Couple that with more desire for a new book from Snookie, or the next Internet “thing” – a ghost-written children’s book with a celebrity name on it, or a tell-all biography than any new literary sensation, and you have NYC publishing in a nutshell. With the model slowly crumbling, agents have scrambled, some of them (particularly in genres) creating eBook industries and companies of their own with even worse conditions for authors than they faced in NYC, shunting people to distributors with the word publisher stamped over their actual purpose, who also don’t pay a fair royalty, and care only about numbers, not authors. Publishers have begun picking people off the successful independent lists and luring them into contracts no better than the ones in the old days, a thing they can do because of their immense capital, buying relevance from those who earned it.

    You may guess I’m no fan of traditional publishing, and wonder what amazing books we missed out on over the years when only the select few had a chance… I’ve worked hard to create a hybrid publishing company that is author-centric, pays fairly and on time, and has no delusions of grandeur. Most of what I’ve done, I’ve modeled on an “opposite of how it used to be” framework that has worked pretty well.

    Thanks for this reposting of Seth’s three charges… and sorry to let it send me off on a mini-rant of my own.


  3. In the end, it probably matters not if the decision makers at the major publishers are adverse to risk and change. Change is coming anyway. There’s perhaps never been a business in human history where the barriers to entry are lower than book publishing has become in recent years. I know. I’ve been in publishing since 1999 and seen those changes.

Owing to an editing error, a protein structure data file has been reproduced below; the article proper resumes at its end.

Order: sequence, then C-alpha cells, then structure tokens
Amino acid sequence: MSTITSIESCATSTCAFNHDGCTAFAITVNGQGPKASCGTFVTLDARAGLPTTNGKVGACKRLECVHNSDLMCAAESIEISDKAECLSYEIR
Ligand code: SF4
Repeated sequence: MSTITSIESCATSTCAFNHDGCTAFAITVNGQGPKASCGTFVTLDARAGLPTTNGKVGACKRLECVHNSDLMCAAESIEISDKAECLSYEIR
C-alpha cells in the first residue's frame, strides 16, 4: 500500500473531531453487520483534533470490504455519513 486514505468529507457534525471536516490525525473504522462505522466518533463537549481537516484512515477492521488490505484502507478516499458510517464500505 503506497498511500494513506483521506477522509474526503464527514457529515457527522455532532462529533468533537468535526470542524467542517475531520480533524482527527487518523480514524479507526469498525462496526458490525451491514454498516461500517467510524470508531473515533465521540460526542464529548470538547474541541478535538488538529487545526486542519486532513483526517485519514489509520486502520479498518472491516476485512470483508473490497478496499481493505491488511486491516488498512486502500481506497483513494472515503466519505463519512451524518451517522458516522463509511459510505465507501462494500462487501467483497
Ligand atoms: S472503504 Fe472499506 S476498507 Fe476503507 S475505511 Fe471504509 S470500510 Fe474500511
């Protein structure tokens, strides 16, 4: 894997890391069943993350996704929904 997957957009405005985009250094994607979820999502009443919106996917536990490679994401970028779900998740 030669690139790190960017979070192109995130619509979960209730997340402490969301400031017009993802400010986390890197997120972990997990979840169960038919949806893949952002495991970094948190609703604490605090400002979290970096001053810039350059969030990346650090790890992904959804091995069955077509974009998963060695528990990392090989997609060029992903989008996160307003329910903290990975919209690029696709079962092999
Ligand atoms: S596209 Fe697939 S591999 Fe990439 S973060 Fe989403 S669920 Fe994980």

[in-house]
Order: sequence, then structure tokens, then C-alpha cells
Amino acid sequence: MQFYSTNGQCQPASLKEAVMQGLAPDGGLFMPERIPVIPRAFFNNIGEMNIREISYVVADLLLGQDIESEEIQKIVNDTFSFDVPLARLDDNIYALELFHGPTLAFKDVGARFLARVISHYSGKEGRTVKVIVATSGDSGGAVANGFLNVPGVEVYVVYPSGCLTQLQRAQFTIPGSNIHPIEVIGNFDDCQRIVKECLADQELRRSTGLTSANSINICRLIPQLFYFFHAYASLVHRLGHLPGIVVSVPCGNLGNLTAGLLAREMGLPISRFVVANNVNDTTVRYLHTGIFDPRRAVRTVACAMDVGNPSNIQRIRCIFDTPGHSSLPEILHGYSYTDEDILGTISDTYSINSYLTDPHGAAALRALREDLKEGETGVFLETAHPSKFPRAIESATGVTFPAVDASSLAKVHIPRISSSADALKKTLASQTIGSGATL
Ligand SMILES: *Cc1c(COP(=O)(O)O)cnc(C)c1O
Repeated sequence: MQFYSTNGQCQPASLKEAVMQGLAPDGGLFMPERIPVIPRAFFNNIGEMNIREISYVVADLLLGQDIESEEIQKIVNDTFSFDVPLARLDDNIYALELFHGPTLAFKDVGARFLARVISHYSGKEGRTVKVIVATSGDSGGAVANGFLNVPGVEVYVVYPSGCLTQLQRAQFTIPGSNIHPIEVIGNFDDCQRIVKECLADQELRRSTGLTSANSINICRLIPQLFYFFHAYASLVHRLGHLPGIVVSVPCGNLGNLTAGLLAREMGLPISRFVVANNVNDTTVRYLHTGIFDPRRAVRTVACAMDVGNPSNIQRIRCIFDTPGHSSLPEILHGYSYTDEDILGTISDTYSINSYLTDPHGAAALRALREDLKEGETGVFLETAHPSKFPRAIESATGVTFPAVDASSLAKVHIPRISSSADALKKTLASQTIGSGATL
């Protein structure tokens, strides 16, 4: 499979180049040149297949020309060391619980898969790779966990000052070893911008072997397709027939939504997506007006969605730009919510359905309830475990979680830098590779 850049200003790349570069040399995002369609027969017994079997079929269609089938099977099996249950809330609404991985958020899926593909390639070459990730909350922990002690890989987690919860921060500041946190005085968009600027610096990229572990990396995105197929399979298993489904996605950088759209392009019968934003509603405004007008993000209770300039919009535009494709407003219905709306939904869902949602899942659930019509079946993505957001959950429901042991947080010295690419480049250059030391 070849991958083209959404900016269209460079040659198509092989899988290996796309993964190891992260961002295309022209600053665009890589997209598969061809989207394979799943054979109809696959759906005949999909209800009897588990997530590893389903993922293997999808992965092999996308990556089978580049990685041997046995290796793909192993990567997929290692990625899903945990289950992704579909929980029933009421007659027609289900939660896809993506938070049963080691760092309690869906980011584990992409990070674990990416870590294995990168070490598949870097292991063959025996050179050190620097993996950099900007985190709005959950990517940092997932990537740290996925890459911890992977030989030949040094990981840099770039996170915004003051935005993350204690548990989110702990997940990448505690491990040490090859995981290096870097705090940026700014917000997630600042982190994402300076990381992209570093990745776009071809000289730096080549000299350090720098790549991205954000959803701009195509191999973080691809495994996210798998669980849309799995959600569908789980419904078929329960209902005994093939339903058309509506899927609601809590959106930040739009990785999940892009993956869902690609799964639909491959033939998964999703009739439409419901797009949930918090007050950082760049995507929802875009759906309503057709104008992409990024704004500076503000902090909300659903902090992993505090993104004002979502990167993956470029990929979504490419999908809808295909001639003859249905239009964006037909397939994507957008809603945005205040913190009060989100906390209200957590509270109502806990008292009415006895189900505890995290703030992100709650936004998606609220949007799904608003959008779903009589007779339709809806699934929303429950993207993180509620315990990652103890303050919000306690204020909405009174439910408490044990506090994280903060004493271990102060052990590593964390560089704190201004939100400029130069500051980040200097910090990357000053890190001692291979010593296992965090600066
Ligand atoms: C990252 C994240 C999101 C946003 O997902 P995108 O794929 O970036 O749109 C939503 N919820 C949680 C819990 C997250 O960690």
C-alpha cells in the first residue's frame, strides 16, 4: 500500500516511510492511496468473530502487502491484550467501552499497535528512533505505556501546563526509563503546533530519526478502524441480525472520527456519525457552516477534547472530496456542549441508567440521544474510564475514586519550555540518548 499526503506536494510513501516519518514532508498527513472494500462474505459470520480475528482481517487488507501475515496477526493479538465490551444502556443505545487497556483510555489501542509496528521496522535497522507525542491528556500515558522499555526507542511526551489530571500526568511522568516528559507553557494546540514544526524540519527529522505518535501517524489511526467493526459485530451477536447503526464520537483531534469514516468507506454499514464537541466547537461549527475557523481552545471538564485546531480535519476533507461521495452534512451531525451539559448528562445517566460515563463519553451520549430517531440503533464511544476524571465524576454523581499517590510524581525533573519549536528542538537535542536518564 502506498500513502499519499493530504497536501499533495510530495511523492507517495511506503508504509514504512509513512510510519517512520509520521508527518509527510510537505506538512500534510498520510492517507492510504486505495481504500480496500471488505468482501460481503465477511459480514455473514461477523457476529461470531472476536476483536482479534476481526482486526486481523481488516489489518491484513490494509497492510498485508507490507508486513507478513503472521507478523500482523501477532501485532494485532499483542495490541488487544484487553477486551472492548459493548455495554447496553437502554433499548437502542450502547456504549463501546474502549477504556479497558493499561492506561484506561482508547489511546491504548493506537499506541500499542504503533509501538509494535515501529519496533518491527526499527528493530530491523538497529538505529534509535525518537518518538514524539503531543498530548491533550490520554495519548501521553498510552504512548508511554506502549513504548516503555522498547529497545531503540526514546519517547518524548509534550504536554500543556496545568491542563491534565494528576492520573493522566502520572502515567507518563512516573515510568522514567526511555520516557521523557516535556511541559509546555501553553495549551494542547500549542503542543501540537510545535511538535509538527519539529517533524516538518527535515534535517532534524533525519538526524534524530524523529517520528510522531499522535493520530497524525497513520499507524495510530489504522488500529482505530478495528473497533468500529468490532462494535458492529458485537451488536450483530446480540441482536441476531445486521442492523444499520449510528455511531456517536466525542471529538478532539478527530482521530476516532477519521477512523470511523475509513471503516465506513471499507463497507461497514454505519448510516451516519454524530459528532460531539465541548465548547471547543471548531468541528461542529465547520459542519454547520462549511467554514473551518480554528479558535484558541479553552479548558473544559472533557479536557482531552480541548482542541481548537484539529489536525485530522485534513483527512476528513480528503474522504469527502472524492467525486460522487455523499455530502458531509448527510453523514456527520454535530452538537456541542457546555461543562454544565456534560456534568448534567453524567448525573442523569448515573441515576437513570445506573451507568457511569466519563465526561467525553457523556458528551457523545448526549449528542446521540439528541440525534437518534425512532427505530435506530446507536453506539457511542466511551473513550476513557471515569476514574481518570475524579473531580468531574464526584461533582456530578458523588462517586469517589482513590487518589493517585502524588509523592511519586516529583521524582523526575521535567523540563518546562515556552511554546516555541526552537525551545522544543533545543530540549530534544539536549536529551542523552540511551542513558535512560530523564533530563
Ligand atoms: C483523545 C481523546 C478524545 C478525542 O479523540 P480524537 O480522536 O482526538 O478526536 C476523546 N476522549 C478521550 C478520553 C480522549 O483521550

Take my latest, the almost complete, Embarrass Less: A Practical Guide for Doctors, Nurses, Students and Hospitals. From one perspective, it is risky. As best I can tell no one has ever published a book with advice to healthcare staff on making hospital stays less embarrasing. There’s also virtually no research on the topic in an otherwise search-crazed profession like medicine. If I took the book to Random House, they’d probably say, “Where’s the market?” My response is “Here’s the cover. It’s not your decision anymore.”

    For $50, Lightning Source will feed the book into Ingram, the largest book wholesaler on the planet. They, in turn, will see that it prints POD on three continents and can reach almost any bookstore, online or physical in the world. And if sales were to explode, Lightning Source can also handle the shift from POD to web printing. The book will also also go to CreativeSpace, which charges nothing and ensures that Amazon treats the print version nicely.

    From my print file, InDesign will also generate high-quality fixed and reflowable ePubs. Those go to Apple for the iBookstore, and to Smashwords, the easy way to reach almost every ebook distributor but Amazon. Amazon will also get that epub for conversion to its proprietary format for Kindles.

    All that means that, within a week of release, that book, in print and digital, will be available around the world with none of the storage and shipping hassles that traditional publishers face. What other product, other that digital music, offers that large a potential market in so little time with so little effort and expense. I can’t think of one.

    Back in the the 1980s I worked for Boeing Computer Services. One colleague posted a cartoon that had been tweaked. It originally featured a dinosaur on a podium talking about the threat posed by mammals. It’d been edited to show Boeing threatened by Airbus. In the years since, Boeing has changed to keep up with the competition that Airbus offers. The major publishers need to respond similarly or suffer a dinosaur-like fate. Publishing will go on, with or without them.